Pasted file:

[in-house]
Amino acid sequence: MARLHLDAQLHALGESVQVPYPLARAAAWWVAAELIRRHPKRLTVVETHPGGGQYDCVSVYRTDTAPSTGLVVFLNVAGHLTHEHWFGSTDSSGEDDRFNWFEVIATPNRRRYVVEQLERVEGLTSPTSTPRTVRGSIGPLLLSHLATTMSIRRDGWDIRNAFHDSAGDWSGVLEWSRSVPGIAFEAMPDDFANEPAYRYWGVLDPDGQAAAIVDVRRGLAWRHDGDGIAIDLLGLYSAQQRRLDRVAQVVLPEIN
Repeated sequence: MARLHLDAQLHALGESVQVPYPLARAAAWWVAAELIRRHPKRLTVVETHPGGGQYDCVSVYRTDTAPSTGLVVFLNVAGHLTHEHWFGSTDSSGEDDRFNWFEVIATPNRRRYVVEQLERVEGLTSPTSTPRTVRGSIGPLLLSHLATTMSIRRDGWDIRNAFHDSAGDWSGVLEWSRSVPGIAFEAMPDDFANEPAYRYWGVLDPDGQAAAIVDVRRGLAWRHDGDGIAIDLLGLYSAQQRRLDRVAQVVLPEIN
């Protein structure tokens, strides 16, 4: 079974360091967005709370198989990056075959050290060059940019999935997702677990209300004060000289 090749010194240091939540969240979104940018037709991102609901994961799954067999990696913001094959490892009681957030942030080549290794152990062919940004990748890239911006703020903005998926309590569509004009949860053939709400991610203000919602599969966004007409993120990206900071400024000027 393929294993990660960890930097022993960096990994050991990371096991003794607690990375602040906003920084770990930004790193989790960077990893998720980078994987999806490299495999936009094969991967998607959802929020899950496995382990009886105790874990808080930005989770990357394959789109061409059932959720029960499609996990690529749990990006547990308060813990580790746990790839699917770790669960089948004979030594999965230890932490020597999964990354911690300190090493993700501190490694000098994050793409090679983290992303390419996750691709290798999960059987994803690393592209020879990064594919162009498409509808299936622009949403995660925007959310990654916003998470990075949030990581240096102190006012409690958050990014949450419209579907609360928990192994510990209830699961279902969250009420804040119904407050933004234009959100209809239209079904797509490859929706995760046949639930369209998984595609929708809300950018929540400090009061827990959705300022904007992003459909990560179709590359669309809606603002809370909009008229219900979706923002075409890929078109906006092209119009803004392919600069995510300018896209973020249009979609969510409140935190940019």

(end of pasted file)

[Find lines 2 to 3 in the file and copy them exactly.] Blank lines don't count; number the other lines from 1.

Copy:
Amino acid sequence: MARLHLDAQLHALGESVQVPYPLARAAAWWVAAELIRRHPKRLTVVETHPGGGQYDCVSVYRTDTAPSTGLVVFLNVAGHLTHEHWFGSTDSSGEDDRFNWFEVIATPNRRRYVVEQLERVEGLTSPTSTPRTVRGSIGPLLLSHLATTMSIRRDGWDIRNAFHDSAGDWSGVLEWSRSVPGIAFEAMPDDFANEPAYRYWGVLDPDGQAAAIVDVRRGLAWRHDGDGIAIDLLGLYSAQQRRLDRVAQVVLPEIN
Repeated sequence: MARLHLDAQLHALGESVQVPYPLARAAAWWVAAELIRRHPKRLTVVETHPGGGQYDCVSVYRTDTAPSTGLVVFLNVAGHLTHEHWFGSTDSSGEDDRFNWFEVIATPNRRRYVVEQLERVEGLTSPTSTPRTVRGSIGPLLLSHLATTMSIRRDGWDIRNAFHDSAGDWSGVLEWSRSVPGIAFEAMPDDFANEPAYRYWGVLDPDGQAAAIVDVRRGLAWRHDGDGIAIDLLGLYSAQQRRLDRVAQVVLPEIN